Kenneth Bae makes public appearance in North Korea prison appealing for release.

Jailed in North Korea, American Kenneth Bae Appeals for Release

Jailed in North Korea, American Kenneth Bae Appeals for Release

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Jan. 20 2014 10:06 AM

Jailed in North Korea, American Kenneth Bae Appeals for Release

Passersby watch a local television broadcast in Seoul in May 2013 showing a report on Kenneth Bae.

Photo by KIM JAE-HWAN/AFP/Getty Images

Kenneth Bae, the American missionary who’s spent the last year in prison in North Korea, made an unusual appearance during a self-described press conference on Monday, appealing to the U.S. government to “do its best to secure his release,” the Associated Press reports. "I believe that my problem can be solved by close cooperation and agreement between the American government and the government of this country," Bae told reporters.

Bae was monitored by guards during the appearance and, the AP notes, it’s not unusual for prisoners to say upon their release that their previous comments were given under duress. While speaking to reporters, Bae said he had not been mistreated. He also admitted to, and apologized for, anti-government acts that led to his arrest in Nov. 2012 while leading a tour group in North Korea. He was accused of crimes against the state and sentenced to 15 years of hard labor.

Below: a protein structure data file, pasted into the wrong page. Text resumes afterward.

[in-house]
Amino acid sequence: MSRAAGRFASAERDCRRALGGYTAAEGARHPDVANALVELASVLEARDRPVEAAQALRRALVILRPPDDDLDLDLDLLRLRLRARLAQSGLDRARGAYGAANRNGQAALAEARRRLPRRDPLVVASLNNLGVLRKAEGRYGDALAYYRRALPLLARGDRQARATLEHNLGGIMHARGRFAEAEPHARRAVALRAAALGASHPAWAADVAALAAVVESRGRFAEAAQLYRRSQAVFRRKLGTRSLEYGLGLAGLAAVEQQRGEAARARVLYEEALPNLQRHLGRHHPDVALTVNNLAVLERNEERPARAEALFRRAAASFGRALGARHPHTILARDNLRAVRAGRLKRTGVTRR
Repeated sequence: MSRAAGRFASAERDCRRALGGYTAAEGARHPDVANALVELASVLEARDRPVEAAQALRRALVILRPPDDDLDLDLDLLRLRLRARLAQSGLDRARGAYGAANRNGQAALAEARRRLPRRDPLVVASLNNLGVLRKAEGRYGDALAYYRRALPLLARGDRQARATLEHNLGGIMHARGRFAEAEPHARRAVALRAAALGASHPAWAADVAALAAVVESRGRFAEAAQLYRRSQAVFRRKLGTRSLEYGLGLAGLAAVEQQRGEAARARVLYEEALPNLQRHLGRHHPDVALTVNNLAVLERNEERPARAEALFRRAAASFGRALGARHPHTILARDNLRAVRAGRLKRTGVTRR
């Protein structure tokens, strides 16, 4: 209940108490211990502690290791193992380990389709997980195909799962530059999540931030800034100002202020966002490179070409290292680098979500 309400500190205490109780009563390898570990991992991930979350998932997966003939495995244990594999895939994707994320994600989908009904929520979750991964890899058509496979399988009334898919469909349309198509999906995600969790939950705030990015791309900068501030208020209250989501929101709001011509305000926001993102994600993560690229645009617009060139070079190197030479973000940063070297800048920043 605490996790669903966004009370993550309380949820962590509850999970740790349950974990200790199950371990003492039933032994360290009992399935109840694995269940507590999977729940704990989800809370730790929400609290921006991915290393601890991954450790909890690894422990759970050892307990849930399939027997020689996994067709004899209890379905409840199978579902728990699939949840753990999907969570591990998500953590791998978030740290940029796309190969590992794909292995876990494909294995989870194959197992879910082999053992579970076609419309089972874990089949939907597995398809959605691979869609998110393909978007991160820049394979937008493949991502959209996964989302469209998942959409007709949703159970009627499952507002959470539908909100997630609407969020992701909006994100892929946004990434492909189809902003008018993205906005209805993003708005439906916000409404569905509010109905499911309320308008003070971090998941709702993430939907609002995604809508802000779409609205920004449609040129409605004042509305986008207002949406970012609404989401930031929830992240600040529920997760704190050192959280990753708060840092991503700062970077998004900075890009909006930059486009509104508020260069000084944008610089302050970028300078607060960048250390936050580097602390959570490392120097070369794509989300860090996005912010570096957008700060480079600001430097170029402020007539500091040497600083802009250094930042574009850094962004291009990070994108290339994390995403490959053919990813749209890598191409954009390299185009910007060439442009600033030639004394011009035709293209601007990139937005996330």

Bae also mentioned previous comments, critical of North Korea, by Vice President Joe Biden, according to the AP.

"The vice president of United States said that I was detained here without any reason," Bae said. "And even my younger sister recently told the press that I had not committed any crime and I know that the media reported it. "I think these comments infuriated the people here enormously. And for this reason, I am in a difficult situation now. As a result, although I was in medical treatment in the hospital for five months until now, it seems I should return to prison. And moreover there is greater difficulty in discussions about my amnesty."

Analysts say Bae’s unexpected appearance is a signal of North Korea’s desire to improve relations with Washington, as well as it’s neighbor South Korea, in order to boost capital inflows to the country in the form of foreign aid and investment. In August of last year, a high level U.S. envoy was scheduled to visit the country to attempt to negotiate Bae’s release, but the trip was cancelled with Pyongyang accusing the U.S. of hostility.